Man in the Landscape

I’ve been researching Bedouin issues in the Negev Desert for about 5 years, and one of the first individuals I met was Nuri El-Ukbi. Nuri and the El-Ukbi tribe have claims to the land named in arabic El-Araquib, which is roughly situated between Rahat and Beersheva.

It is a vast area of land, roughly 19,000 dunams, and Nuri has documents showing ancestral tithes to this piece of land that stretch back to Mandate and Turkish rule. In 1951 the El-Ukbi tribe were transferred to land around Hura.

Nuri, on behalf of his father and grandfather, both sheiks (deceased) of the El-Ukbi tribe, has lived in a protest tent on the land for several years now, conducting virtually a one-man non-violent protest against the powers-that-be who will not allow the tribe to live on or farm this piece of land. Some of it has been given over to a gated settlement, Givaot Bar, and another chunk has been given to members of the Tarabin tribe. Attempts to plant trees and sow crops there by the El-Ukbi tribe and their many Jewish and International supporters meet with the Police and Green Patrol intervening and destroying trees and crops.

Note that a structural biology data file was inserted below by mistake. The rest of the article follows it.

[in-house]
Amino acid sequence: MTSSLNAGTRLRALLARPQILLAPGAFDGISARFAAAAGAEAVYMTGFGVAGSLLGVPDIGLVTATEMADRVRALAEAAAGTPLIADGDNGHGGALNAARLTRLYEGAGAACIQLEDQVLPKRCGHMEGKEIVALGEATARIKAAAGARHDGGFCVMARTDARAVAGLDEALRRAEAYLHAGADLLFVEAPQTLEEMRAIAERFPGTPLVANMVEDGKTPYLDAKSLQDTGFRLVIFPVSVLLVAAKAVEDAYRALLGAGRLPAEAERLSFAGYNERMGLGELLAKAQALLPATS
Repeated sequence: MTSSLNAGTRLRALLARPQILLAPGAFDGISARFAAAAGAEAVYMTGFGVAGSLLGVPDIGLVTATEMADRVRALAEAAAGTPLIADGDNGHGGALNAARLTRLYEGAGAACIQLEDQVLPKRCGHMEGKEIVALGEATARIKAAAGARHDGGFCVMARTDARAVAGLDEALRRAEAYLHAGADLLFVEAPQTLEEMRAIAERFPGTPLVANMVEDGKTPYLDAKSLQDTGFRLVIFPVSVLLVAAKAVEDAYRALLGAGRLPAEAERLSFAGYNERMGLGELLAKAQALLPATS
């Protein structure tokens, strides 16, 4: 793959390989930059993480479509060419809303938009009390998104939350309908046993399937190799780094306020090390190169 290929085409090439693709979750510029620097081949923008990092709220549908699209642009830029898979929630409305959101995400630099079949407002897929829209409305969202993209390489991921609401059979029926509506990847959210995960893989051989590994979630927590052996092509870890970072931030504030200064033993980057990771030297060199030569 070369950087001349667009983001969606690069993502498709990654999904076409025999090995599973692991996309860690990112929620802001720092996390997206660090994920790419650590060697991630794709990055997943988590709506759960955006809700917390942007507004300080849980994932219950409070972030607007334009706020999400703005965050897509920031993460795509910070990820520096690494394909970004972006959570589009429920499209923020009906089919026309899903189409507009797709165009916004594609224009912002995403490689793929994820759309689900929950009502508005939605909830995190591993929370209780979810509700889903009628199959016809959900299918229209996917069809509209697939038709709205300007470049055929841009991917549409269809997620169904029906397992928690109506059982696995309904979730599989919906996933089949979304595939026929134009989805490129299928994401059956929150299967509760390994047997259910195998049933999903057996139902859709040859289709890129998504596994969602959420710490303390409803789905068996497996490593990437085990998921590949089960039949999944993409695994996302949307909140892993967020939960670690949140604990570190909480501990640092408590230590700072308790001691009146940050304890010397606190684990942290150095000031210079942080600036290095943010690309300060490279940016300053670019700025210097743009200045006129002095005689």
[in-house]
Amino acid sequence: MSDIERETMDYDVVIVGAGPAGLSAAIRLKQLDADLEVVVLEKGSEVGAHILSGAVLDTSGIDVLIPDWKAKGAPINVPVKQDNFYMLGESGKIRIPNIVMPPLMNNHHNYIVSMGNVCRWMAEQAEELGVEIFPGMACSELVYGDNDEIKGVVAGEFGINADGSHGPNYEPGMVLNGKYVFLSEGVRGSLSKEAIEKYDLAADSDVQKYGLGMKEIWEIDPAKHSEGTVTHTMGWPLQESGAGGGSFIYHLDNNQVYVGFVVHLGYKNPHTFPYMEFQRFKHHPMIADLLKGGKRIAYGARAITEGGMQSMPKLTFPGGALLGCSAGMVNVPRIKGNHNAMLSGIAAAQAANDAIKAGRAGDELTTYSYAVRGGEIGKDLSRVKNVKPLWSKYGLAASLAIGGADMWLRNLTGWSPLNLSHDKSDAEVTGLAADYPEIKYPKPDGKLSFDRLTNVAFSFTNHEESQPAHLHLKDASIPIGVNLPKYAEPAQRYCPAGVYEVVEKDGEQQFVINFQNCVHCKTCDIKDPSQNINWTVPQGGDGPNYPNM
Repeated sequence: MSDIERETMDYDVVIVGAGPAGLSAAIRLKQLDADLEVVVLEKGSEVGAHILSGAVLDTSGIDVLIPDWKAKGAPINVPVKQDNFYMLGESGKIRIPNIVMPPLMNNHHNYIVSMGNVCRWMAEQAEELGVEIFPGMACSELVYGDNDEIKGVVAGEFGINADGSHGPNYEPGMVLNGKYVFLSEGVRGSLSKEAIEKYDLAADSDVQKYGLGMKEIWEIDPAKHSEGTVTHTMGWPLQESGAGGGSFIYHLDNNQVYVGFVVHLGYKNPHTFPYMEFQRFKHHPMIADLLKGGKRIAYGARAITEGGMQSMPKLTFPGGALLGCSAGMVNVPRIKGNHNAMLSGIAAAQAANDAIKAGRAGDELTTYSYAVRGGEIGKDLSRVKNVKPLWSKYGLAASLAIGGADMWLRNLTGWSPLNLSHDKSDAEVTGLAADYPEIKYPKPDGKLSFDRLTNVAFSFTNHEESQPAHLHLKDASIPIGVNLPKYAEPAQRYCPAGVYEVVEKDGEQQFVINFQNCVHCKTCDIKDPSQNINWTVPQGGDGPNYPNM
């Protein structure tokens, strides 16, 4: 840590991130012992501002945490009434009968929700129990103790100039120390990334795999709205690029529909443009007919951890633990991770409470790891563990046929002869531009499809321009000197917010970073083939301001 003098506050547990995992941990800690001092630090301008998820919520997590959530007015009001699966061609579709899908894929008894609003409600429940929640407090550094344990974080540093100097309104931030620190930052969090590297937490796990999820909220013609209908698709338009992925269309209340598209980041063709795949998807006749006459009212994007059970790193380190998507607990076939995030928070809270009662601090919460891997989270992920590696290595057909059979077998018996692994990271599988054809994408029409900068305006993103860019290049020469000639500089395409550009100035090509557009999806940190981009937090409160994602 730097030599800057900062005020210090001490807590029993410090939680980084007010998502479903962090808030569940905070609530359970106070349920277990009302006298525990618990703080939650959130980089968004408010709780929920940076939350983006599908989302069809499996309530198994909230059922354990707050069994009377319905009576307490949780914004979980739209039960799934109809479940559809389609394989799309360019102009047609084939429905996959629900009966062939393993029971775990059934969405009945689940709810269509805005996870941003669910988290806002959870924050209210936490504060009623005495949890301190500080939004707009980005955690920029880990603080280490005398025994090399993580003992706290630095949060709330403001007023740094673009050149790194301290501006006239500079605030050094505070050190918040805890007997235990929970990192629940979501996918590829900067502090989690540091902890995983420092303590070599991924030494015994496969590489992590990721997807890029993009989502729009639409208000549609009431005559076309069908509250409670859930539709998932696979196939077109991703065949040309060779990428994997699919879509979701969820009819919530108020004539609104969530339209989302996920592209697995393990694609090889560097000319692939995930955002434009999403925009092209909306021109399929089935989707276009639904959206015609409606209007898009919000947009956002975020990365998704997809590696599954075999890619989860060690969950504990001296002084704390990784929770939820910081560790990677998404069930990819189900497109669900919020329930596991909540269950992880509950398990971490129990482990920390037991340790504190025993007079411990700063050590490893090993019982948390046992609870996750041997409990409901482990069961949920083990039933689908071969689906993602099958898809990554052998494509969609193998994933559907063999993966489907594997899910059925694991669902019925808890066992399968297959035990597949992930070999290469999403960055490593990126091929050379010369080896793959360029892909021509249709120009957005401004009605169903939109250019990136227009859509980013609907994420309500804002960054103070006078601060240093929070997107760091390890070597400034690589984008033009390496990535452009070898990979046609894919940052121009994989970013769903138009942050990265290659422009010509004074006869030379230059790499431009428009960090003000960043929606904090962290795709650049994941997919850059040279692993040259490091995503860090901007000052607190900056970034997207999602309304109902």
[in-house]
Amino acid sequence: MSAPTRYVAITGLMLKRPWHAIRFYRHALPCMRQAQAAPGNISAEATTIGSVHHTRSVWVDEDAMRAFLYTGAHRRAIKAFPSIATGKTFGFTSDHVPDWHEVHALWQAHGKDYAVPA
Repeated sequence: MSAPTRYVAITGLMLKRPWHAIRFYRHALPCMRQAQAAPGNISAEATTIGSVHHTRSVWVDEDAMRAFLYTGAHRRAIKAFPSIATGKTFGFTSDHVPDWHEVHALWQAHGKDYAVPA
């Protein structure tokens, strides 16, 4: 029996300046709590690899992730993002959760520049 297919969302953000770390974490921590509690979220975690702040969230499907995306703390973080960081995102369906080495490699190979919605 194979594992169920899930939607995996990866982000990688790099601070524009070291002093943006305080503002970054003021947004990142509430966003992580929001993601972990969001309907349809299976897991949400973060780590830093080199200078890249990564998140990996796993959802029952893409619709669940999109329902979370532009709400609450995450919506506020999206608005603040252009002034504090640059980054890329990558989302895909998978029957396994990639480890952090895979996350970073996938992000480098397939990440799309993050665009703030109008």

It is a visually stunning landscape. I was there yesterday with Nuri, and together we watched birds of prey circle overhead. Here is a short piece of film I made recently about Nuri….

Sadly, he told me the tree has now completely died. The new growth could not flourish. Nuri however, remains in El-Araquib, defiant and quietly optimistic. He is a great example of non-violent protest. He is, like the title of a book he has written about his life, ‘waiting for justice’ ……………..

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One thought on “Man in the Landscape”

  1. Jeff says:

    James, so good to see some of your work. Thanks for sharing–I can’t wait to see more.

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